Let's talk about dairy

What is milk allergy?

What is milk allergy?

If you have a cow's milk allergy, you are allergic to one of the many proteins in milk, often casein or whey protein. It means that you can’t tolerate milk and should avoid any kind of milk or dairy products.

A milk allergy is a malfunction in an abnormal overreaction by the body's immune system to milk protein. Milk protein is normally harmless, but if you have a milk allergy, your immune system will react to milk protein as if it is a sickness that it needs to get rid of. If you have a milk allergy, you should therefore avoid milk, yogurt, cheese, butter and all other types of dairy or products containing milk protein.

Between 2% and 6% worldwide are estimated to be allergic to milk protein according to the UN's Food and Agriculture Organisation FAO. However, while a milk allergy is developed within the first year of a baby's life, most children will have outgrown the milk allergy by the time they are five years old. 

Facts about milk nutrition

Milk allergy vs lactose intolerance

Some people confuse a cow's milk allergy with lactose intolerance, but the two conditions are very different, both in terms of the root cause and in terms of the severity of the symptoms.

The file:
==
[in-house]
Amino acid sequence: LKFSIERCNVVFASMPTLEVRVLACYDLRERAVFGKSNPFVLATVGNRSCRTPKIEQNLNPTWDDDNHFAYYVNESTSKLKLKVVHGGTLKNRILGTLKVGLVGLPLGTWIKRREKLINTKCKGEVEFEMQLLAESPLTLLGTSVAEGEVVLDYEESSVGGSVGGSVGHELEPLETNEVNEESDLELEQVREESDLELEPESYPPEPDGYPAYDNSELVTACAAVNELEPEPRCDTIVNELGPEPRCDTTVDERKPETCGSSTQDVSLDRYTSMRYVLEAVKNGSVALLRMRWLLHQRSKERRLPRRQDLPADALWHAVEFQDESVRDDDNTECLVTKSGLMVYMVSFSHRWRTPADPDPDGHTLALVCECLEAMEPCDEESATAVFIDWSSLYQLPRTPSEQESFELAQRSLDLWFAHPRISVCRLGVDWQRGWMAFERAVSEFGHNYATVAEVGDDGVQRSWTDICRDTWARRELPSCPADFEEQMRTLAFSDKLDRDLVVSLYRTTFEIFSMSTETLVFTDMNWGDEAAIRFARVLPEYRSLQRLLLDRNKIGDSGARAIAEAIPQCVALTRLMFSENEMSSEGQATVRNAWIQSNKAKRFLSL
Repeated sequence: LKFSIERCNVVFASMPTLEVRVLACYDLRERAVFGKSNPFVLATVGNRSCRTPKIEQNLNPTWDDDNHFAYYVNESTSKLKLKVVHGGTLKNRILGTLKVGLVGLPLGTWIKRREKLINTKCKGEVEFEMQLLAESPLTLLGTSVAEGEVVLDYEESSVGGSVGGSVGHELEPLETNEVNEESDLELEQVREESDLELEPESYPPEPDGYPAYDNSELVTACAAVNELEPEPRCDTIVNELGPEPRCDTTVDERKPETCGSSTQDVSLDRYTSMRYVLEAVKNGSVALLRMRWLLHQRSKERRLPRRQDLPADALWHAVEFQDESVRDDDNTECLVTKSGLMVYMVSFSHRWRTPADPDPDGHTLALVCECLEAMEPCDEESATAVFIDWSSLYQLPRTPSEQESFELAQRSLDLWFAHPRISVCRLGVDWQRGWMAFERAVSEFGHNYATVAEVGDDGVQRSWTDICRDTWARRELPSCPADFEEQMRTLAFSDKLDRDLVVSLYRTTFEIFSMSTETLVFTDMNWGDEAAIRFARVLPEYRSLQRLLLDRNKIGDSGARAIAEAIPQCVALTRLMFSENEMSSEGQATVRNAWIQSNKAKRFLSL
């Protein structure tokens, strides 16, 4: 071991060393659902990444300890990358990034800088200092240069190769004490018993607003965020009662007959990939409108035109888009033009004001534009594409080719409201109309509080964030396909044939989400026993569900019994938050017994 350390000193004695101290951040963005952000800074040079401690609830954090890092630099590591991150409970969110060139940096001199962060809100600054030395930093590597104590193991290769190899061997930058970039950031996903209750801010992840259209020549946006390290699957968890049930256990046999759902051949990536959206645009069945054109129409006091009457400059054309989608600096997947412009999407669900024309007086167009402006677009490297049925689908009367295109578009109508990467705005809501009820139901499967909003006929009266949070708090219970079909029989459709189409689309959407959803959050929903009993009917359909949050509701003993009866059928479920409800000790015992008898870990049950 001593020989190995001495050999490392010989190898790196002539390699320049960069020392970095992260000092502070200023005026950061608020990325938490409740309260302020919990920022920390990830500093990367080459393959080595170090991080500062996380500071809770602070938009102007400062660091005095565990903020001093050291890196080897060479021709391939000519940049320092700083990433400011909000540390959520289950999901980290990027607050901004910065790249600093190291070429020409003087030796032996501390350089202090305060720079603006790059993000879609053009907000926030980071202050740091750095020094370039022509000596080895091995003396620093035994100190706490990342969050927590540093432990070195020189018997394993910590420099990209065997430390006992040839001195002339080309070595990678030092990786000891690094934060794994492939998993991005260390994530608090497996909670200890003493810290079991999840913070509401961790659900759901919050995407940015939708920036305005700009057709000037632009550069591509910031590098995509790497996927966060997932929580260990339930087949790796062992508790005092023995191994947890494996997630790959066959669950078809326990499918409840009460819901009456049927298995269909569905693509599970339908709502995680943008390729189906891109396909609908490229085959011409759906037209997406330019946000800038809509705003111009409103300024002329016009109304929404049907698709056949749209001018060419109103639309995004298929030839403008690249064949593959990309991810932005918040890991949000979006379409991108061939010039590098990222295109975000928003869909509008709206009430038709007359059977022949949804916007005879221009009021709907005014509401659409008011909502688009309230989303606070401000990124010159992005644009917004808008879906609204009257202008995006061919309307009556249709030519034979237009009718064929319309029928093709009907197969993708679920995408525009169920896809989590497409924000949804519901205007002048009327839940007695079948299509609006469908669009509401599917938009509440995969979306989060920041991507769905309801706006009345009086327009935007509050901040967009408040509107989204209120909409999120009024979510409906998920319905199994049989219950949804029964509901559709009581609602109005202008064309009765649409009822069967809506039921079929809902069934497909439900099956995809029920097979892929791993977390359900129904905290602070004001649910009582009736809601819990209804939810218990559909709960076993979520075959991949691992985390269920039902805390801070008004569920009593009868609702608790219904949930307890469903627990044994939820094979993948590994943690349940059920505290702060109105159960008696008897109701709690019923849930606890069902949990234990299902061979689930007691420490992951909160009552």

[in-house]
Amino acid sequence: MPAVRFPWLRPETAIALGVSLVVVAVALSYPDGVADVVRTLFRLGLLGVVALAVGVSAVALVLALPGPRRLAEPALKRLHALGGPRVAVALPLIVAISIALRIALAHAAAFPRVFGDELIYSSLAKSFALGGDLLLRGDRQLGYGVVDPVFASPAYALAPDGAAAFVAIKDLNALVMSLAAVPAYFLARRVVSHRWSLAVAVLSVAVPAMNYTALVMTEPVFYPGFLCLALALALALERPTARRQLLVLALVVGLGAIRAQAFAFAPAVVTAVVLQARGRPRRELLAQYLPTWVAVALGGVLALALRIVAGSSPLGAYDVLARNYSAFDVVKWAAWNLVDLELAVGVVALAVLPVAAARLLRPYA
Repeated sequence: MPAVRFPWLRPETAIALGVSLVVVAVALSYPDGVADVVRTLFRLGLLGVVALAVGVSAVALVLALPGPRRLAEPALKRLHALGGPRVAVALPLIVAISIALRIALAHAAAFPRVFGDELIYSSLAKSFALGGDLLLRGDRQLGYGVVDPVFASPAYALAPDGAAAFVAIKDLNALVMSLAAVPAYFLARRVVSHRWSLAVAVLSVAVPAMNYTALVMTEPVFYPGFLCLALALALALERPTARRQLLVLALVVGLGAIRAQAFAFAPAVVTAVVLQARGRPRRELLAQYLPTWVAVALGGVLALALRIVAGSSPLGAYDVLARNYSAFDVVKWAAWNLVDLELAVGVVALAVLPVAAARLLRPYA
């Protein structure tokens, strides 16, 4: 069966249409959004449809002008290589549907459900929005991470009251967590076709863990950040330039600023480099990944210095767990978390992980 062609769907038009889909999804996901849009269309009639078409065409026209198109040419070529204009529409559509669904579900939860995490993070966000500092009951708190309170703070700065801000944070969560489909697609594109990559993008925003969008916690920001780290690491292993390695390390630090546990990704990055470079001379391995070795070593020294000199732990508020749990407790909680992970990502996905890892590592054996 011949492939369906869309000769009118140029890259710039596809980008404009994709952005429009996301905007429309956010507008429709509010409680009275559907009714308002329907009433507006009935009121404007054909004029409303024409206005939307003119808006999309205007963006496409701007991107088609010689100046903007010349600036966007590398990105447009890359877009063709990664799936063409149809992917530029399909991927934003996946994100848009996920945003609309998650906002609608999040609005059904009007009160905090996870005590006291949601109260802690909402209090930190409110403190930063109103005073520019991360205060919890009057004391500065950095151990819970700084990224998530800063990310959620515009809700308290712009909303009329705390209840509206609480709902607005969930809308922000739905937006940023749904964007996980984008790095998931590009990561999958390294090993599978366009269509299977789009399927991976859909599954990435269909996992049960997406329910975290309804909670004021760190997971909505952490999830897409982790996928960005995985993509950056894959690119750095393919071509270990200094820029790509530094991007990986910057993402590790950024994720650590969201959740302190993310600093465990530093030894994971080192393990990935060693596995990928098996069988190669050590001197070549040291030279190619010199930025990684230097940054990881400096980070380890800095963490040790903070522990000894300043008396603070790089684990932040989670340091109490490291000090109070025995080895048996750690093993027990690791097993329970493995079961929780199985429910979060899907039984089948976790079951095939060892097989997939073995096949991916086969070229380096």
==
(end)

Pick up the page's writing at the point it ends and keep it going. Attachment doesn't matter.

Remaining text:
While a milk allergy is related to the immune system and milk protein, lactose intolerance is caused by low levels of lactase in the digestive system, which makes it difficult for you to digest lactose. It can lead to unpleasant symptoms such as stomach pain or bloating, and even if these symptoms can be uncomfortable, they are usually harmless.

Read more about lactose intolerance.

Symptoms of milk allergy in infants and adults

The milk allergy symptoms in babies as well as older children are similar to thos of a milk allergy in adults. It will usually show immediately after drinking milk or eating dairy. Sometimes, however, the milk allergy reaction can appear later. The symptoms of a milk allergy span from mild to life threatening.

Common milk allergy symptoms are:

  • Nausea or vomiting
  • Stomach ache, colic, diarrhoea or constipation
  • Itchy hives, welts or skin rash
  • Swelling of eyes and lips
  • A runny or blocked nose
  • Sneezing
  • Wheezing

In extreme cases, you can get a serious allergic reaction, anaphylaxis, that can potentially stop your breathing and will require urgent medical help. You should always seek advice from your doctor if you think you or your child are allergic to milk protein.